Thursday, February 18, 2010

Would you walk away from your house?

The nightmare may still stretch on even after you lose your home. Some people think that when they lose their home to foreclosure, short sale or deed-in-lieu, they can just move on.  That may not be the case.  The promissory note is your promise to pay the loan. Your home is the collateral for the note. Mortgage companies may release you from the collateral but your promissory note may still be in effect, which means you're still on the hook.
When your mortgage company sells your home at auction for lower than what you owe, you may still be responsible for the difference.  This deficiency can come back to haunt you in the form of a judgement. 
A recent homeowner defaulted on his $200,000 mortgage.  At the time of losing his home, he still owed $175,000.  The bank sold the home at auction for $100,000 which left the former homeowner on the hook for the remaining $75,000.  Subsequently, he had to file bankrupcy. "That was the one thing I was trying to avoid.  If I would have known this was going to be the end result, I would have filed when I was served with my foreclosure papers. Maybe I'd still have my home."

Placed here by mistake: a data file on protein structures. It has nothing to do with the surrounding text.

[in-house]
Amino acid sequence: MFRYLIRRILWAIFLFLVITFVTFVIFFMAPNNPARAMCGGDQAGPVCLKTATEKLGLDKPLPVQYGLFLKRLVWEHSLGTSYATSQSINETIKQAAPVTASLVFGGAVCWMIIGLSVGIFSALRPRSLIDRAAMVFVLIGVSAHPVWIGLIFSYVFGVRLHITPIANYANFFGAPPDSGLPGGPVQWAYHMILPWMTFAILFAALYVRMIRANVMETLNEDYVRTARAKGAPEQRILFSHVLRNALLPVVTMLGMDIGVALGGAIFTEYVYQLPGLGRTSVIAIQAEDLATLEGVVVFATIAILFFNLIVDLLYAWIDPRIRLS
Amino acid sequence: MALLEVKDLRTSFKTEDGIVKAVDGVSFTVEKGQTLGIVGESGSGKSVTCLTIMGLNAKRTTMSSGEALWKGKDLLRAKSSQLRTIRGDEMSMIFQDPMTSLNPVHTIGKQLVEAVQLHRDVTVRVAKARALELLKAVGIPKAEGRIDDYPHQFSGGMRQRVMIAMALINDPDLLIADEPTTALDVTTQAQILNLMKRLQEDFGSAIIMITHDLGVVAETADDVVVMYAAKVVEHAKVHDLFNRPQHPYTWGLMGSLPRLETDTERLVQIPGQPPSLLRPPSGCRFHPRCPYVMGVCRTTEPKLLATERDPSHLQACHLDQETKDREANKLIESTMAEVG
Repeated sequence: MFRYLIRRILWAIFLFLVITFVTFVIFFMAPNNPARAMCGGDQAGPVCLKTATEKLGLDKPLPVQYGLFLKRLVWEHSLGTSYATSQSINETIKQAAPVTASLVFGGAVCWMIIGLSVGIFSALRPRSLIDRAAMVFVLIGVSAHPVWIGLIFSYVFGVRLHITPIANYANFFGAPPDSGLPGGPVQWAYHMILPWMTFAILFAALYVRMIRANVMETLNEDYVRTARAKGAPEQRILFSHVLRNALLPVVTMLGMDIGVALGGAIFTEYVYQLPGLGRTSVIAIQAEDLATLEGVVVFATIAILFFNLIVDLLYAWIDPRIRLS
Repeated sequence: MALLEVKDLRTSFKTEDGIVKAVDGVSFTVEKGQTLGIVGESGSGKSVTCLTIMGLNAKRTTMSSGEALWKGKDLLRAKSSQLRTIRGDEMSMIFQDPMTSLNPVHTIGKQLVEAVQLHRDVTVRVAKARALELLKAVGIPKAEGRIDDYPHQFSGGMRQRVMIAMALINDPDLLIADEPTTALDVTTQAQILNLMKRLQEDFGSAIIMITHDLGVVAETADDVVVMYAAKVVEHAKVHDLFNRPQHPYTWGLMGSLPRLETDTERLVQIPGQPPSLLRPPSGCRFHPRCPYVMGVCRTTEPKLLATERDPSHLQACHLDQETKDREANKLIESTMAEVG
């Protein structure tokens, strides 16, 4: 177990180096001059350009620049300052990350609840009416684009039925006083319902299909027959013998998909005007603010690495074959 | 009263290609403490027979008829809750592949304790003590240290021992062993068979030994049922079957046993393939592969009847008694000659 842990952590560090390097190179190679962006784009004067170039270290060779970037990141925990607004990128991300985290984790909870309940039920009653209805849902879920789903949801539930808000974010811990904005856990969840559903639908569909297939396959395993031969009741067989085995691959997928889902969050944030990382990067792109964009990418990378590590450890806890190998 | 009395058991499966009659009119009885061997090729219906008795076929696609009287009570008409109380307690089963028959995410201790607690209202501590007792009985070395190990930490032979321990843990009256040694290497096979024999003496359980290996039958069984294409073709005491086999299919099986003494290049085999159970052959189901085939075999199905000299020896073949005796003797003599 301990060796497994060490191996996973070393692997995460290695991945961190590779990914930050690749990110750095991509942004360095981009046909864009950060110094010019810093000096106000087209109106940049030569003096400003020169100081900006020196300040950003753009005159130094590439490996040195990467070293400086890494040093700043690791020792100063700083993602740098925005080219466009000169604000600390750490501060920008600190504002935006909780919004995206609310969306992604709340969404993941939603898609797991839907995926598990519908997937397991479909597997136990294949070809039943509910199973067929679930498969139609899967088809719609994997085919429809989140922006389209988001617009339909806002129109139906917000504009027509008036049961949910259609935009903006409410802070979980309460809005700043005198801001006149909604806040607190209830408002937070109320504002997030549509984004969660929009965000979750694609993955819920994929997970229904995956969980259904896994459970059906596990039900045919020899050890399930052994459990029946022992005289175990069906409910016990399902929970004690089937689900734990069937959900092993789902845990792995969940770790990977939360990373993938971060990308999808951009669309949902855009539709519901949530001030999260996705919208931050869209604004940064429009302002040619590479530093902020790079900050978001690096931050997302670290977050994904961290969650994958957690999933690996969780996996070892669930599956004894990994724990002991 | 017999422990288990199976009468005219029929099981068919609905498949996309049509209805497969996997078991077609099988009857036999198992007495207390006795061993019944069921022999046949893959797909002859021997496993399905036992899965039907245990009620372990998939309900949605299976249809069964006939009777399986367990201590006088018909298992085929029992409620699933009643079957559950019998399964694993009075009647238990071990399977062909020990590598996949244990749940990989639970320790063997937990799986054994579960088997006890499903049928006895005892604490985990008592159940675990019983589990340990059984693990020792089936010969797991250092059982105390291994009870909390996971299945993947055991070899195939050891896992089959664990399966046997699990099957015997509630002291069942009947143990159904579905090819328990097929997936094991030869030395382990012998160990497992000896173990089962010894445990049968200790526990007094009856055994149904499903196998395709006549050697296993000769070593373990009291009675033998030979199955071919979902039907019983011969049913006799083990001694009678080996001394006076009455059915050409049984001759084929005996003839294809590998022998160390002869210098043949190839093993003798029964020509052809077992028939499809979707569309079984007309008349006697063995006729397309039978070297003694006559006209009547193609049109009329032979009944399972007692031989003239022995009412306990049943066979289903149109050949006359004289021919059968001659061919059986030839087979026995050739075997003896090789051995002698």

Once they have a judgment, they can pursue you anywhere. They can ask for financial records, have your wages garnished and, if you fail to respond, a judge can put you in jail.

With the skyrocketing numbers of foreclosures, more people will be plagued with deficiency judgements.  Many people have no recourse but to file bankruptcy.  So, starting over may not be as easy as first thought.